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A colleague of mine is a working manager on a software development team. The scrum master has uninvited him permanently from the retrospectives. (So far for 3 sprints running.)

From my Scrum experience and training, this appears to be bad practice. All team members are supposed to be invited to the retrospectives.

Perhaps, occasionally the managers could be left out to allow employees who are "afraid" to talk... But that should be only every once in while? But what if team members are "afraid" to talk in front of the scrum master? This quickly degenerates...

In regards to this particular team, I know of no prior dysfunction to warrant the manager never being invited. The team has practiced scrum for years.

The scrum master is fairly new so perhaps that had something to do with it?

Rather confused and concerned about this as this goes counter to my training and experience with scrum that I've practiced for years.

Really need your collective advice!

Update: this manager is a working manager who actually codes and completes tickets in the team's sprint. I'd guess at least 50% of his time is doing that.

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    Does the manager code and complete tickets as part of the development team in the sprint, or does he do that work outside the team? – combinatorics Apr 23 at 14:29
  • He codes and completes tickets as part of the team. It's customary in our corporate culture to have working managers. This way they walk in the boots of the soldiers as well... – Chris Apr 23 at 15:36
  • Does the manager participate in other ceremonies like planning, daily scrum, and sprint review? – Jason Goemaat Apr 24 at 1:49
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    Does the manager actually make a commitment to the team and to the scrum processes? I have been around "they walk in the boots of the soldiers as well" before & often what it actually does is force the soldiers to divert effort to give the general a nice time at playing soldier, while making sure they do not say anything to land them all in the doo doo. It seems that there is some major trust & communication problems and the manager is not noticing them. Is the manager sure everything is fine? Did anything chance once he was out? Did they ask the SM to explain? – TafT Apr 24 at 12:58
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    The underlying concern I have is that the scrum master has that level of power. They should be a facilitator, not a dictator. If a scrum master tried to pull that on me as a manager, I'd plainly state that he could request that with good reason, but not enforce it of his own accord. I'd then sit down with him, find out what that reason was, and make my own mind up as to whether I excluded myself from those meetings. If I did, it would almost certainly be on a temporary basis only. – Michael Berry Apr 25 at 18:38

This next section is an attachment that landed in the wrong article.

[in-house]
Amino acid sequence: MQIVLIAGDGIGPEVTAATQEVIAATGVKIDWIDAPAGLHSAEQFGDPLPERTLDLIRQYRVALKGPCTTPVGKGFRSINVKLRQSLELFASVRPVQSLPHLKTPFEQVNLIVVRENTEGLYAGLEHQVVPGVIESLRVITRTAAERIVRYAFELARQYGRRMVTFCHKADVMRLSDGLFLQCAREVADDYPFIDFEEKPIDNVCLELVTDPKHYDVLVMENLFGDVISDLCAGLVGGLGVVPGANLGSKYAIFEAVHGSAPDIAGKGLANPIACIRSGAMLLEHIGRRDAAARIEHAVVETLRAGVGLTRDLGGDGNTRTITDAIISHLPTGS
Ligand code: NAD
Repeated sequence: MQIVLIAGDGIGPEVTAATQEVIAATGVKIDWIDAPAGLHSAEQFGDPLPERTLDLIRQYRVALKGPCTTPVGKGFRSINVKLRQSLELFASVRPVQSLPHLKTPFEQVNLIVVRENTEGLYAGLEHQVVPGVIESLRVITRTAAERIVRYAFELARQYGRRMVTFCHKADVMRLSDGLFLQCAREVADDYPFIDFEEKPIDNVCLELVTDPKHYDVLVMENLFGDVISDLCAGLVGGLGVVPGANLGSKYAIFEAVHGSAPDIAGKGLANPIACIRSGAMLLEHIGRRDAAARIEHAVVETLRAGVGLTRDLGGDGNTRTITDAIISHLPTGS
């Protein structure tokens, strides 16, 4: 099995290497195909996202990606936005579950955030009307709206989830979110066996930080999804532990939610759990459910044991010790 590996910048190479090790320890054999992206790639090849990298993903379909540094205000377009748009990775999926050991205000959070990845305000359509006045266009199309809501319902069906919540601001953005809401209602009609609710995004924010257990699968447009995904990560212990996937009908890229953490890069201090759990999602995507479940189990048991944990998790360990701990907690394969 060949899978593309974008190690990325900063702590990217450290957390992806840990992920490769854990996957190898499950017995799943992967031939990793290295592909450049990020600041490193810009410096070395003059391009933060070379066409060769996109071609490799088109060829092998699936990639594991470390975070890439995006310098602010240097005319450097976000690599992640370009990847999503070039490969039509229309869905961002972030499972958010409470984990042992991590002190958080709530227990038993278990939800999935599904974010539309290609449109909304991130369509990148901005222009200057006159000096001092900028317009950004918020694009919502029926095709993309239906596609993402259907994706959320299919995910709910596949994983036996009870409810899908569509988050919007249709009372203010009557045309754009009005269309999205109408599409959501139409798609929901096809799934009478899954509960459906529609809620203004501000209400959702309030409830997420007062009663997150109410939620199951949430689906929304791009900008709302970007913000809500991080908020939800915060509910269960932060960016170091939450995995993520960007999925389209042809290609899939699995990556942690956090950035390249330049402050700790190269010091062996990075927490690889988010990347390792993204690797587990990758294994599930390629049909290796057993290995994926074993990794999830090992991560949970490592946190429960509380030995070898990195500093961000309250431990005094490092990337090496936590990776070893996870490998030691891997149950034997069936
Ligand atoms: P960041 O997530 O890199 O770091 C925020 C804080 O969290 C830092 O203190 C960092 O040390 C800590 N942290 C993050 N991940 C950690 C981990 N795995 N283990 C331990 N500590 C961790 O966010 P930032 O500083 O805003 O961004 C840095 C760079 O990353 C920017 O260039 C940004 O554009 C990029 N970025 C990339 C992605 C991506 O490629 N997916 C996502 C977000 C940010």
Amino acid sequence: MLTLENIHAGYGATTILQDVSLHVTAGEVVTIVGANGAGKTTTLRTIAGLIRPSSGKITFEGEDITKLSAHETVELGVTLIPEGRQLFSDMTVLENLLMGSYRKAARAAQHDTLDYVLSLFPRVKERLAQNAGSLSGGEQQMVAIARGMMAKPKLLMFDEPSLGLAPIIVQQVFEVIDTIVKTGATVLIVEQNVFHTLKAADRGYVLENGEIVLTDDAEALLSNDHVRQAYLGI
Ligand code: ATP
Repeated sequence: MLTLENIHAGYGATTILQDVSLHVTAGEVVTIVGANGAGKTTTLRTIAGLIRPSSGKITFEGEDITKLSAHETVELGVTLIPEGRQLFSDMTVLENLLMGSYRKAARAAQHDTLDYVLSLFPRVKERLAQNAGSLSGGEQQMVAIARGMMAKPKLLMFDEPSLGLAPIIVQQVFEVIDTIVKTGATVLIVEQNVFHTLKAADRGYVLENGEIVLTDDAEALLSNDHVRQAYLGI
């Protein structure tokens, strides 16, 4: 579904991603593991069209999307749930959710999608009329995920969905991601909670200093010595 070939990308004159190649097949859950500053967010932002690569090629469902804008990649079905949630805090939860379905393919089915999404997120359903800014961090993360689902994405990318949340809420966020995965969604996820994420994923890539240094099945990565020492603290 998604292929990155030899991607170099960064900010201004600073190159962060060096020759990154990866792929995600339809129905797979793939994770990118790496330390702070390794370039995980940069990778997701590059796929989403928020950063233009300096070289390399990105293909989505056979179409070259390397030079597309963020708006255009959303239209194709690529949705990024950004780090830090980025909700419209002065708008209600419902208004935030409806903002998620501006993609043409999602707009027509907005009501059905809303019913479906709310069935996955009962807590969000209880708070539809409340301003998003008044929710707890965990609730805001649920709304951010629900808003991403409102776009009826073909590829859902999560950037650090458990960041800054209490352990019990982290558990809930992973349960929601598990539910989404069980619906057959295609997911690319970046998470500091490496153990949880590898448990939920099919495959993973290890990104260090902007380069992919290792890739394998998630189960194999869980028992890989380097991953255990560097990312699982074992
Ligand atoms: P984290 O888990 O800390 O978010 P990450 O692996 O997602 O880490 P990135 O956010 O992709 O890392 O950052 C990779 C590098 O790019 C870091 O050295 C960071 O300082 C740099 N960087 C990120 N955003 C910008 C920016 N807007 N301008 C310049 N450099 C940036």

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This is a tough situation.

Since the manager does work with the team on the delivery of product Increments, the manager is a member of the Development Team. Because of this, the manager should be a participant in all of the Scrum Events, including the Sprint Retrospective. Because of this, the Scrum Master should not uninvite the manager from any Sprint Retrospective.

According to Scrum, the Development Team is self-organizing and recognizes no titles for Development Team members. The fact that the individual plays the role of a manager in the broader organization and holds the responsibilities of that role doesn't mean that they can't also satisfy the role of Development Team member.

I would encourage the Scrum Master to watch for anti-patterns. Is the presence of a manager on a Development Team presenting any problems with self-organization and continuous improvement? If so, then that may be a discussion on how to establish the organization to support agile methods and Scrum. Part of the Scrum Master role is to coach the whole organization on agile and Scrum.

For now, my recommendation would be to ensure that the whole Development Team, including the manager, is present at all of the necessary Scrum Events. If someone on the Scrum Team feels that there is a problem and that the manager being on the team or in the retros is preventing self-organization or free and open communication, then that team member should raise it (possibly in private) and the Scrum Master should take on the responsibility of removing that impediment and coaching the organization.

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    "Development Team is self-organizing and recognizes no titles for Development Team members" - yes. That is what it says, but it unfortunately is false statement. – paulj Apr 24 at 19:26
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    @paulj What do you mean by "it unfortunately is false statement"? It's not a false statement, if your organization is truly embracing the ideals of Scrum. Agile methods, and Scrum in particular, often require changing how organizations are structured in order to be effective. Changing the names of your roles and meetings without fundamental, structural change often doesn't lead to improvement. – Thomas Owens Apr 24 at 19:29
  • How about removing the manage from the Development Team and giving his responsibilities (role) in that regard to someone else? – Mast Apr 26 at 9:50
  • @Mast That is what I propose in the third paragraph. I don't think you would necessarily want to give his managerial responsibilities to someone else, but you could either do with one less person (he's only giving ~50% of his capacity as a Development Team member, so not a huge loss) or replace him with someone dedicated to the Development Team member role. – Thomas Owens Apr 26 at 10:13
  • "ensure that the whole Development Team, including the manager, is present at all of the necessary Scrum Events" Omg this - uninviting people is a great way to put up exactly the kinds of silos Scrum should be breaking down. It's one thing to throw out the baby with the bathwater, it's another for a nurse in a maternity ward to do it. – corsiKa Apr 26 at 19:01
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There are two things to comment on here:

  • Can the Scrum Master exclude somebody from a Scrum ceremony?
  • Should the Scrum Master exclude somebody from a Scrum ceremony?

On the first question, a Scrum Master cannot choose of their own accord to exclude a team member (even if they are part time) from any ceremony. However, they could ask for somebody to be excluded if the team has instructed them to do so.

The Scrum Master is a servant leader for the team. They advise the team and offer facilitation, they do not make decisions on behalf of the team.

On the second question, any decision about changes to working practices are best discussed by the whole team. In this situation that would include the manager.